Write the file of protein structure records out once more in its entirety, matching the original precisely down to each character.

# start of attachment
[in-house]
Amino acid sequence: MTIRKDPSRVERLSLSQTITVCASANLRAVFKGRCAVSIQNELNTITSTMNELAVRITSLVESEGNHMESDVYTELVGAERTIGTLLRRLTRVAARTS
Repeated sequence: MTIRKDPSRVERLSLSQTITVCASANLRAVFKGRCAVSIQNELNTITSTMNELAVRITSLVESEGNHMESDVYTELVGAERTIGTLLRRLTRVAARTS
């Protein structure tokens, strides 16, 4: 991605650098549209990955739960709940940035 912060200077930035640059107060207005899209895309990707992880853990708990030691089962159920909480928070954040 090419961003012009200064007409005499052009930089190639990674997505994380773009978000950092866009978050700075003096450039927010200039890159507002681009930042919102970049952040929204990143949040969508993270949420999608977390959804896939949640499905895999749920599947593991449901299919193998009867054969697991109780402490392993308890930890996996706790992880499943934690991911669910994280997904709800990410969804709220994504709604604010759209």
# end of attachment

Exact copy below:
[in-house]
Amino acid sequence: MTIRKDPSRVERLSLSQTITVCASANLRAVFKGRCAVSIQNELNTITSTMNELAVRITSLVESEGNHMESDVYTELVGAERTIGTLLRRLTRVAARTS
Repeated sequence: MTIRKDPSRVERLSLSQTITVCASANLRAVFKGRCAVSIQNELNTITSTMNELAVRITSLVESEGNHMESDVYTELVGAERTIGTLLRRLTRVAARTS
């Protein structure tokens, strides 16, 4: 991605650098549209990955739960709940940035 912060200077930035640059107060207005899209895309990707992880853990708990030691089962159920909480928070954040 090419961003012009200064007409005499052009930089190639990674997505994380773009978000950092866009978050700075003096450039927010200039890159507002681009930042919102970049952040929204990143949040969508993270949420999608977390959804896939949640499905895999749920599947593991449901299919193998009867054969697991109780402490392993308890930890996996706790992880499943934690991911669910994280997904709800990410969804709220994504709604604010759209």